Antony Gormley


Firstly, go and see this show NOW as it is only on till the 3rd of December…

Few contemporary sculptors working today are as involved with the human form as Antony Gormley, who describes the body as

‘a place of experience, emotion, consciousness, memory and imagination.’

The Royal Academy’s autumn show is invariably a ‘blockbuster’, usually looking at a movement such as Abstract Expressionism or the work of a single Academician. This results in some stunning spectacles such as the installations of Anish Kapoor (the giant block of wax slowly being squeezed back and forth through a classical arched doorway) or Ai WeiWei’s suspended bicycle sculpture and the claustrophobic models of his political incarceration. Continuing this great tradition, ‘Antony Gormley’ does not disappoint.

Rather than an imposing installation in the entrance courtyard (think of Cornelia Parker’s fabulous Psychobarn), we come across an Iron Baby, abandoned and alone on the flagstones. I first saw this piece as part of ‘Found‘, the exhibition at the Foundling Museum curated by Parker, and it has lost none of it’s impact. Once inside the show, all but three of the gallery rooms are devoted to individual or series of works. ‘Clearing VII’ is described as a drawing in space and is constructed for 8km of square section tubing wound in on itself with the the constraints of the room. ‘Matrix III’ is a seemingly floating construction of steel mesh surrounding a small internal void. It seems to defy gravity and plays tricks with our senses. ‘Lost Horizons 1’ features Gormley’s signature life size body casts arranged on the floor, walls, and ceiling. Closely related to some of his outdoor installations such as ‘Another Place’ (on Crosby Beach) or ‘Event Horizon’ (placed around the London skyline) in this setting the casts appear once again to defy the laws of physics and look as though they could spring into action at any moment…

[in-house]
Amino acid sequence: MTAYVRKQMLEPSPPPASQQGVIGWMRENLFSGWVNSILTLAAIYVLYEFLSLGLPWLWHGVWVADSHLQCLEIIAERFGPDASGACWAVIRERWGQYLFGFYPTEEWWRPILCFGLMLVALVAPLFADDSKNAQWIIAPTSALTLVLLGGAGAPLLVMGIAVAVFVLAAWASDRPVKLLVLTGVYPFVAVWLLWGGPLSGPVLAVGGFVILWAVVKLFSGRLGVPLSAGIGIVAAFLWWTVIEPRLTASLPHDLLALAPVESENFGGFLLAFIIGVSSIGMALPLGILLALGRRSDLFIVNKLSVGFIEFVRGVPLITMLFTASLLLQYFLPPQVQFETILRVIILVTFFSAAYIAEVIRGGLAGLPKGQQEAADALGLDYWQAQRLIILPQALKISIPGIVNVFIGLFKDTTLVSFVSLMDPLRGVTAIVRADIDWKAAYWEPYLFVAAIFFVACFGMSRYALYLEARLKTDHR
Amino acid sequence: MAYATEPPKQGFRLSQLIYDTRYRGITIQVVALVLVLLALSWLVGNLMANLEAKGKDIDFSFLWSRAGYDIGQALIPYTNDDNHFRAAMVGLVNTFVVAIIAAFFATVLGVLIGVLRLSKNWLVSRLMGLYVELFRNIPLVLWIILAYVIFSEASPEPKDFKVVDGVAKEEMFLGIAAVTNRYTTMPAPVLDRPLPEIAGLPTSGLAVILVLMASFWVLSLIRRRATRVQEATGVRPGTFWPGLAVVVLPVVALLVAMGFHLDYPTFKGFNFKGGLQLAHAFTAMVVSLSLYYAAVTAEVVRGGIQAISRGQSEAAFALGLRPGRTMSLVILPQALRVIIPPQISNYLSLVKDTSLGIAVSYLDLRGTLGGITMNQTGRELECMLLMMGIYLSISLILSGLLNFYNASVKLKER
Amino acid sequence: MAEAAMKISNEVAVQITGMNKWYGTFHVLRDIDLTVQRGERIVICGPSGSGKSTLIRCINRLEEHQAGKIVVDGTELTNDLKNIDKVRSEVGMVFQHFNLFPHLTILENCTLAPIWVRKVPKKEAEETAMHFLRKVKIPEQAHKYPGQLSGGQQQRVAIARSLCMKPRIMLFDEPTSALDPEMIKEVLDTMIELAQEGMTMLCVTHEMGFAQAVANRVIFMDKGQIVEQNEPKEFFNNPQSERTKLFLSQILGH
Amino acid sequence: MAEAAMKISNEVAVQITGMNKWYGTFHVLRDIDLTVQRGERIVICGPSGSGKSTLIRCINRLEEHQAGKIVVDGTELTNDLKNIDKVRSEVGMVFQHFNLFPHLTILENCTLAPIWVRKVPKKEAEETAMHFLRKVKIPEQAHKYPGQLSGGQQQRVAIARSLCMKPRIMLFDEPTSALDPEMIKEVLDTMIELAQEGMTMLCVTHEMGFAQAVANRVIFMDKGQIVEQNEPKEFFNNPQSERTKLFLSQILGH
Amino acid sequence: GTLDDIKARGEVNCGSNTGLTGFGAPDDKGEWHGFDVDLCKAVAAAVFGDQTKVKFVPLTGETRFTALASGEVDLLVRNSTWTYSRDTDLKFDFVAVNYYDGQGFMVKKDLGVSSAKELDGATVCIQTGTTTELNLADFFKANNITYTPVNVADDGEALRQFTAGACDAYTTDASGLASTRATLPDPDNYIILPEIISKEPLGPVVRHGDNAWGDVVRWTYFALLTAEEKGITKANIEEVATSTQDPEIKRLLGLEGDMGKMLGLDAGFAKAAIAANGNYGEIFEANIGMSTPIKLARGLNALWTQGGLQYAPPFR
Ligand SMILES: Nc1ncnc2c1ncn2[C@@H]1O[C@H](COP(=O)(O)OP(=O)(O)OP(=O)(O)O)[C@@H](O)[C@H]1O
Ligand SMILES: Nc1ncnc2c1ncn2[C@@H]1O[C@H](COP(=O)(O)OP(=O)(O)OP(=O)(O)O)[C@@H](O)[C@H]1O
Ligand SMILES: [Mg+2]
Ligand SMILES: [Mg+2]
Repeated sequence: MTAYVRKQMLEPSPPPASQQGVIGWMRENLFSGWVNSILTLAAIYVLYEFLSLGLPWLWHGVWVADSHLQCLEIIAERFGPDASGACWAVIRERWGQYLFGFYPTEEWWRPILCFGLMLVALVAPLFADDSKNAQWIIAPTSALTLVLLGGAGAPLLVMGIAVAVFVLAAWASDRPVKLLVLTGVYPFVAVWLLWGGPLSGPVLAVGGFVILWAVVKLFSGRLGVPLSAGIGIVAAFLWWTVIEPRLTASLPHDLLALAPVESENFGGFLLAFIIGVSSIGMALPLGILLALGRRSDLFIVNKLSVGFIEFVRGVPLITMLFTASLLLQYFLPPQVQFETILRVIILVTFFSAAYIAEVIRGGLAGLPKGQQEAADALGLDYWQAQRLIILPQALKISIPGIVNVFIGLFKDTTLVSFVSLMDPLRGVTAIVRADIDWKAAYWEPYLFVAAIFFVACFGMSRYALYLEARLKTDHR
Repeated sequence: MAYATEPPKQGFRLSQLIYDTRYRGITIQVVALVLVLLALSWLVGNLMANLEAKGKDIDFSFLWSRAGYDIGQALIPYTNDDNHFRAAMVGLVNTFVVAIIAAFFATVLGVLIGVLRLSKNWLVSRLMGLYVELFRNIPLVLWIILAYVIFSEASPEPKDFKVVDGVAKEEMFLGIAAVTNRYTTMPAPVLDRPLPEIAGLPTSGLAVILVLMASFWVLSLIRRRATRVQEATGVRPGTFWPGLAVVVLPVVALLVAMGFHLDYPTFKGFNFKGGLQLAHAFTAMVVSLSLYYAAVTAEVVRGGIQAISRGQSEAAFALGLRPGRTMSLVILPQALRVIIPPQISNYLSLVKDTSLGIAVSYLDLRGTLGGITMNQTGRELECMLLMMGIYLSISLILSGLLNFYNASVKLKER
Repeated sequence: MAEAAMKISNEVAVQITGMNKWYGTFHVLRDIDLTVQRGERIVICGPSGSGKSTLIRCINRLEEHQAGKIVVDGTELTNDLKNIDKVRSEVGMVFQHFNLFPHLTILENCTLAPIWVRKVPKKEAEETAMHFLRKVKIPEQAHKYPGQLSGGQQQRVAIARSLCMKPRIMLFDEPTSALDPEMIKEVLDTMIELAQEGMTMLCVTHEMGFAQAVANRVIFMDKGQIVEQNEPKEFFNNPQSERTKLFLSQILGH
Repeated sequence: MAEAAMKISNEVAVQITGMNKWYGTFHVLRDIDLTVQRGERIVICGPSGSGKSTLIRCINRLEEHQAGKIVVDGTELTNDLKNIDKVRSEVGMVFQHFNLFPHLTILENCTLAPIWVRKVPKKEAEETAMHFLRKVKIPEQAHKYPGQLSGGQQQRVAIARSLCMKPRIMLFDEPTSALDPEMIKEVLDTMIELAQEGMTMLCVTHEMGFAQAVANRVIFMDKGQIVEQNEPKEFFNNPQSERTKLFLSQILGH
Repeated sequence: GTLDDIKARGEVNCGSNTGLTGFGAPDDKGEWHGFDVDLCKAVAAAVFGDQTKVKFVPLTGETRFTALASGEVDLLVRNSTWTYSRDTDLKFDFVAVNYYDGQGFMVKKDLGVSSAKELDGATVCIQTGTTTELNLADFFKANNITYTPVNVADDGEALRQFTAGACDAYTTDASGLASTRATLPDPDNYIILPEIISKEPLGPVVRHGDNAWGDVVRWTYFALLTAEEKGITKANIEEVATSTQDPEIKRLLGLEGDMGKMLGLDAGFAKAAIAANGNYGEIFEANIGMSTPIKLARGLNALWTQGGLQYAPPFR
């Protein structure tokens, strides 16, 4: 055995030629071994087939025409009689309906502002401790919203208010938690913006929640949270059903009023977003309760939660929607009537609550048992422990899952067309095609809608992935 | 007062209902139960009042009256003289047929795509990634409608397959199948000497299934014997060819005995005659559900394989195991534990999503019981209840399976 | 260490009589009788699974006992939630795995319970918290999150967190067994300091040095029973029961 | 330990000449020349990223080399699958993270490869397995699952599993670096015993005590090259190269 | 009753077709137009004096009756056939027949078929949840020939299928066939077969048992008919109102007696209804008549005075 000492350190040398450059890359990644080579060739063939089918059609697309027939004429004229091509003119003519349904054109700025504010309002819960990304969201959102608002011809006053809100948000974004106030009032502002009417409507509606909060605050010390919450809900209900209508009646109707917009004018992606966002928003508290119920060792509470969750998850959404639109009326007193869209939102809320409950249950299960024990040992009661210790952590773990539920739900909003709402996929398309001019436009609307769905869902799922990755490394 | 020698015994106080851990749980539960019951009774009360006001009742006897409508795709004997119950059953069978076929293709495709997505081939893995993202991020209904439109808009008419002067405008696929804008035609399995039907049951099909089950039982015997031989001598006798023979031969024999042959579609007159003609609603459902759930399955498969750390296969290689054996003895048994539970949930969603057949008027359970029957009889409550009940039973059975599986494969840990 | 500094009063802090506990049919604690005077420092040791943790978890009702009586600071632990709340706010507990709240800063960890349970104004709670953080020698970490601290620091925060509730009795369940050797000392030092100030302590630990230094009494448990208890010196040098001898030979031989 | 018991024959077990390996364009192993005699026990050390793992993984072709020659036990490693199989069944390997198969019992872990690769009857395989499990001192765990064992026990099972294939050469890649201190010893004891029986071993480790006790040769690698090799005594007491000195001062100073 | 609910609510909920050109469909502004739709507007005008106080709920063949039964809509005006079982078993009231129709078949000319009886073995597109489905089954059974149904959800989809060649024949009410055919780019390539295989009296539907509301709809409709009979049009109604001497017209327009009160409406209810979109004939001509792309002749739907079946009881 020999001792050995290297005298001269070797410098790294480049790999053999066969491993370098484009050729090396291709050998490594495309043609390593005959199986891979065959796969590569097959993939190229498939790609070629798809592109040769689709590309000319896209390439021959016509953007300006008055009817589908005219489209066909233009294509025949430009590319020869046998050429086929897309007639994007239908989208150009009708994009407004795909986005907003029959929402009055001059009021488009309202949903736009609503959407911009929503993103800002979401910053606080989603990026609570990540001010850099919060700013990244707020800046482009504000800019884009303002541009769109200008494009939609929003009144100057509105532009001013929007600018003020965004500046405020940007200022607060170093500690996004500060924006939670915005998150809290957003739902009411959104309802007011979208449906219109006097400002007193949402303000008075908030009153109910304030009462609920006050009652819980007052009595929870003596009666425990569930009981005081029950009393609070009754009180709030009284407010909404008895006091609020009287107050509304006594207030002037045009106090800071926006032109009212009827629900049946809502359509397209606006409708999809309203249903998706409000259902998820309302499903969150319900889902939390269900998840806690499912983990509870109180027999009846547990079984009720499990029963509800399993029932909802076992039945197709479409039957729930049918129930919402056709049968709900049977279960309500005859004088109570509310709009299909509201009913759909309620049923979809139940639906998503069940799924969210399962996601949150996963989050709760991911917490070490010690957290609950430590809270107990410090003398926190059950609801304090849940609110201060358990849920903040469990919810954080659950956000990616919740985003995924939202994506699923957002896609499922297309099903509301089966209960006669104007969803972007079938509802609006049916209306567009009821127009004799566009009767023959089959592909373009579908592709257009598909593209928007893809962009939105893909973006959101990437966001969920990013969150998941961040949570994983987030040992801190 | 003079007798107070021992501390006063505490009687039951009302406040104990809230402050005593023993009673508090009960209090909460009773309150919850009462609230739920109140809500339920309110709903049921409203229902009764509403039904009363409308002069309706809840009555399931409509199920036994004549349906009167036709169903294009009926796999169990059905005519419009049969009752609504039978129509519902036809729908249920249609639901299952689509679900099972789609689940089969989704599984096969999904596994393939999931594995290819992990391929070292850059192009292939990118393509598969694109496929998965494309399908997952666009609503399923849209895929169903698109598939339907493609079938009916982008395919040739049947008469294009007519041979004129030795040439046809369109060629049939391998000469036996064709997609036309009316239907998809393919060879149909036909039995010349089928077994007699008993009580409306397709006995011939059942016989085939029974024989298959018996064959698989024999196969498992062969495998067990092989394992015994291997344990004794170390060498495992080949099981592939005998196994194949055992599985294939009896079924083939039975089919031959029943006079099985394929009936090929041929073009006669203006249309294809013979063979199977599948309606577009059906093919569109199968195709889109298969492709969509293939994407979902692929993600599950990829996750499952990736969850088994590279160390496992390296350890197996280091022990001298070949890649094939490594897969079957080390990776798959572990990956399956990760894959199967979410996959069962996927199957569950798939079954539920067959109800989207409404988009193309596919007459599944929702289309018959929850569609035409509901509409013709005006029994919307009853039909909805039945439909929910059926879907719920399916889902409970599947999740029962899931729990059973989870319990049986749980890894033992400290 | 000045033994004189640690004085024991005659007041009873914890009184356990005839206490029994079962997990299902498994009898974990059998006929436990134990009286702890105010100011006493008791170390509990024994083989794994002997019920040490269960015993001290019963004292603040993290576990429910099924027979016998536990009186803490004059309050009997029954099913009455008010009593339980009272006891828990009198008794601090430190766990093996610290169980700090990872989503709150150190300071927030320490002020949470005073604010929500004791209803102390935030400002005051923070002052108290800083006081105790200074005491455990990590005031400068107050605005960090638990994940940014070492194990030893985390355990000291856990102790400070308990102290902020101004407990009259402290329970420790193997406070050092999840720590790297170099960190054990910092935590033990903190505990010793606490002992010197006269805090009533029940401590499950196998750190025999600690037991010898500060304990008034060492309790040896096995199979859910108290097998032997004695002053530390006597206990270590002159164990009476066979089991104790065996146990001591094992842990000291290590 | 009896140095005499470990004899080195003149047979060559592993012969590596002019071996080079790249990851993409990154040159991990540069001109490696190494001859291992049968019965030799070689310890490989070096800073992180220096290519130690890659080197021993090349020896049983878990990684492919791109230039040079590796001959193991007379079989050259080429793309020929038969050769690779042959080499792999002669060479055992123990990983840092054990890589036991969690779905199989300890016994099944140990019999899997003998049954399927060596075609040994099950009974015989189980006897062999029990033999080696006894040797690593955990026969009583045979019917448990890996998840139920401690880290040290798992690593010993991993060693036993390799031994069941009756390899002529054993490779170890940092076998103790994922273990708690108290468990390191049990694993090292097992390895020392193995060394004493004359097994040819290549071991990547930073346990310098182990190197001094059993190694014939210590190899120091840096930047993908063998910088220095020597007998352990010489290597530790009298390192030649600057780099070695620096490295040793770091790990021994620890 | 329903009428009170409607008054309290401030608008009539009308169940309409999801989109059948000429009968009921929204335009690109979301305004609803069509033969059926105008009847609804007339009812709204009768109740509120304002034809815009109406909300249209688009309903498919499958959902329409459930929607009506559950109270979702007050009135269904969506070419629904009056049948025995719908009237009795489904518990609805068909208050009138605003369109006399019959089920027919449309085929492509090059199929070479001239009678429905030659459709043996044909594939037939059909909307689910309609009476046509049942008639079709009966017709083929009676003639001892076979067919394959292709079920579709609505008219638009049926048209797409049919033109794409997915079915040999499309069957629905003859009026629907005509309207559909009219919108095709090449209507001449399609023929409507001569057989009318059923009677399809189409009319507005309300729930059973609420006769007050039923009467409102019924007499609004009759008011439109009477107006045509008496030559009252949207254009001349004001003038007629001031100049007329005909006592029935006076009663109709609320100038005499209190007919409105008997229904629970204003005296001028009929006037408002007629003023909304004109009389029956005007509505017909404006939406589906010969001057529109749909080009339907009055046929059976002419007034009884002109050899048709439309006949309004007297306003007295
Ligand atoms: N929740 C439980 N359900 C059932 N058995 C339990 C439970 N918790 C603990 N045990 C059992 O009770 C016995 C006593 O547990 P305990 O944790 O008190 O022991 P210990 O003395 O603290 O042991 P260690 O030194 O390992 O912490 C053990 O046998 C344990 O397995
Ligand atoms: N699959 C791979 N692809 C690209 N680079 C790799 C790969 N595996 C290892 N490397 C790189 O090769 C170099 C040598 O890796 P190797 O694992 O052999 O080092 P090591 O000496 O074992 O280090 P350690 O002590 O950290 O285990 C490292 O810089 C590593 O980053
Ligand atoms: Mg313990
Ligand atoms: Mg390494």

I was lucky enough to see the artist himself explaining ‘Body’ and ‘Fruit’ to two ladies, but didn’t want to interrupt. What I wasn’t expecting were the wonderful prints and notebooks on display. I was particularly drawn to these beautiful works on paper, and intrigued by his use of unconventional materials such as crude oils, clay and blood, and the use of pigments and casein in his print making. The life sized woodblocks and oil monoprints must have proved a huge challenge to the print-makers.

Once again, the Royal Academy has created a wonderful autumn retrospective. Some have called this exhibition of Gormley’s work ‘unfocused, and ultimately too polite’ (Skye Sherwin in the Guardian) but I could not disagree more. Uniting the work is the  exploration of the human form, exploring scale and how our bodies inhabit the space around us. This meditation is the ongoing preoccupation of Antony Gormley’s work, and as the curator puts it:

‘For Gormley, the body is a ‘vessel for feeling’. It is both the unique site of our individual journeys, and the one thing we all share.’

Antony Gormley is on at the Royal Academy until Tuesday 3rd December 2019.

Text and images © Jonathan Dredge

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